I couldn’t stop reading these two novels. Here’s why


Do you sometimes read a book and want it to never end? Sometimes I fear that I’ll never find a novel as keep-me-up-all-night good as the one I’m currently reading. It feels like nothing I pick off the shelf will be as absorbing, as transporting. In the last few weeks I’ve had that feeling twice, in one novel after another. The first one was The Rip by Mark Brandi. The second was The Shepherd’s Hut by Tim Winton. I tried to work out why.

What these two magnificent novels have in common (besides being Australian and about characters pushed to extremes) is a first person narrator – the voice of the story is ‘I’. This isn’t uncommon in literature, but both of these novels do it so well.

So how did they keep me hooked?

Neither has a complex plot or a huge cast of characters, but both were irresistible. If I wrote a novel, I thought, this is what I would want to do. So how? How could I possibly draw the reader in so intensely, keep them there, right inside the head of a complex and damaged main character?

It’s all about narrative point of view

In The Rip, the protagonist and narrator is a homeless, drug-addicted young woman, name unknown, living in the parks and streets of inner-city Melbourne. Mark Brandi has used the present tense as well as the first person, making the reading experience both immediate and personal. The Shepherd’s Hut is narrated by Jaxie Clackton, the ‘hardarse the kids run clear of all over the shire’. Tim Winton writes the young man’s voice absolutely authentically, bad grammar and all. So we see the world and hear the story totally from their point of view. They are the main character as well as the narrator. Logically, it may seem that a first-person narrator would be the least engaging, and an omniscient or third-person narrator would add more nuance to the story. In the hands of these first-class writers, the first-person point of view puts us inside the world and the mind of the main character but leaves room for us to wonder how reliable they are. We see what they see, experience their world with them, but also bring to the story our doubts about if the world really is as the character experiences it. Our own imaginations fill in some of the shadows, and foresee where the character is going to end up. Until we don’t.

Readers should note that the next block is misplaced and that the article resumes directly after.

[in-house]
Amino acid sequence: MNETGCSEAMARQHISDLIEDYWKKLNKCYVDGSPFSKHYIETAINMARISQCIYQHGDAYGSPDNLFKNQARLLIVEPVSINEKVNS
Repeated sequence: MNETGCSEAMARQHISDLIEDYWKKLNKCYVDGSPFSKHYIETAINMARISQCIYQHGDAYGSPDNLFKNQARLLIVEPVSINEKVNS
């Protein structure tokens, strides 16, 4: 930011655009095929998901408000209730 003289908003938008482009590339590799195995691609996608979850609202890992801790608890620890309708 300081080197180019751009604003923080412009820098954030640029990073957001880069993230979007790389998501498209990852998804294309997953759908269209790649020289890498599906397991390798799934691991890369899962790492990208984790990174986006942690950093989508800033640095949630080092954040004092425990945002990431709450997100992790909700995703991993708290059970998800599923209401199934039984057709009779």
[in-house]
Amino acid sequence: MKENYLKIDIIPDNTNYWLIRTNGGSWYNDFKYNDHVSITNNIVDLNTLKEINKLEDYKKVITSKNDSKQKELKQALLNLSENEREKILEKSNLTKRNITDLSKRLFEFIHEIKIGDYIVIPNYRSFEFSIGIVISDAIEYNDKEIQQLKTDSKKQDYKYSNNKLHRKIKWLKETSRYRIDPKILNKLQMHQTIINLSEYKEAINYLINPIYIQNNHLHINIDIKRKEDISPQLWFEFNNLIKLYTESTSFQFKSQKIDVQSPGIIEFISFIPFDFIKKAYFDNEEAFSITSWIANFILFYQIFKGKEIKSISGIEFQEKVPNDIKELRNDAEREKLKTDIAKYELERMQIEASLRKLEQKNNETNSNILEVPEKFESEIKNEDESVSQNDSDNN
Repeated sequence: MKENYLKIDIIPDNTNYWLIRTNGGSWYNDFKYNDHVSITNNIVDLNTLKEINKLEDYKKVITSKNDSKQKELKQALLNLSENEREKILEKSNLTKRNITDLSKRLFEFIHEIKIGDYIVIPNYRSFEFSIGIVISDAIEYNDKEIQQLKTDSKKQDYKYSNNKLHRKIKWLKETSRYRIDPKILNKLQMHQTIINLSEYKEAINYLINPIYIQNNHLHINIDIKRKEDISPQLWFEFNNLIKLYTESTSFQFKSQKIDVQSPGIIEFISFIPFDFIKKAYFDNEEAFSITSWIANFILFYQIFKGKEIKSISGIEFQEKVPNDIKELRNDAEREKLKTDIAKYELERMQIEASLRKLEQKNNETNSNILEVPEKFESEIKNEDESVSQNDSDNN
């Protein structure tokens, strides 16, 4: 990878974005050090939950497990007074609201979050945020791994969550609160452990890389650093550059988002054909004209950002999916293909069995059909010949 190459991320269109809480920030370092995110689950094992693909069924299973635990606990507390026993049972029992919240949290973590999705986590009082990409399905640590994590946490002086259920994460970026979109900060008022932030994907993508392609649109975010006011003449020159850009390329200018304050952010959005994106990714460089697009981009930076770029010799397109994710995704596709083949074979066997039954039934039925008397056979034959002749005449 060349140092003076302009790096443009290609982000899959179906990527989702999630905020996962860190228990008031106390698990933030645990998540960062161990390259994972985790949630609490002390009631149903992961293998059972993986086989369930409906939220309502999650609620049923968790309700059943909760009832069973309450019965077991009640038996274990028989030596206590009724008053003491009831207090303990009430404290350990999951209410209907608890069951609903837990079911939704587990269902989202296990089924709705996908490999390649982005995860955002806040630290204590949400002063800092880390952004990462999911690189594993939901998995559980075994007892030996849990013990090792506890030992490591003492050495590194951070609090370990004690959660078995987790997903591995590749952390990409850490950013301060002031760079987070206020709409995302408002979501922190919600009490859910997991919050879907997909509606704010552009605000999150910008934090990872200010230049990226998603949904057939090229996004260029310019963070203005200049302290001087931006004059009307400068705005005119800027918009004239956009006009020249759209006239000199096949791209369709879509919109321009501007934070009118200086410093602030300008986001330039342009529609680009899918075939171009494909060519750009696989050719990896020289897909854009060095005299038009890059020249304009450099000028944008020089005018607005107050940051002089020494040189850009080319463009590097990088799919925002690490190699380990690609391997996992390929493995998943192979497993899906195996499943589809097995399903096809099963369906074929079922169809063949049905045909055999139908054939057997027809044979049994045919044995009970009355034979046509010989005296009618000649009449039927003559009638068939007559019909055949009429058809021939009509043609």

In the hands of lesser writers first-person narration can be limited and self-indulgent. Both these recent Australian novels are well worth examining for lessons in first-person point of view. But read them first as wonderful stories, masterfully told.

Read more about Mark Brandi in 8 things an award-winning author can teach you about being a writer.

8 things an award-winning author can teach you about being a writer

Mark Brandi is the author of the award-winning novel Wimmera, described by one reviewer as ‘a dark and disturbing story from a substantial new talent’. It’s both a crime thriller and a coming of age story, set in rural Victoria. Recently he discussed what it’s like to be an author at a wonderfully relaxed session at Varuna the Writer’s House in the Blue Mountains.

Picture of cover of Wimmera by Mark Brandi

Wimmera by Mark Brandi

1. It’s true: write what you know.

This maxim holds if you want your work to be the best it can be. Wimmera’s closely observed reflection of small-town life feels all the more real because the author grew up in rural Victoria. He captures both how free this life is for kids, who can go yabbying and stay out until dark; and how claustrophobic it is for adults when the world closes in on them. He also draws on his experience in the criminal justice system as an advisor to the police minister, and the experience of his three brothers, all of whom work in the police and justice system. But remember, you don’t have to have experienced every single thing you write about either.

2. Find a way – and it might be unconventional.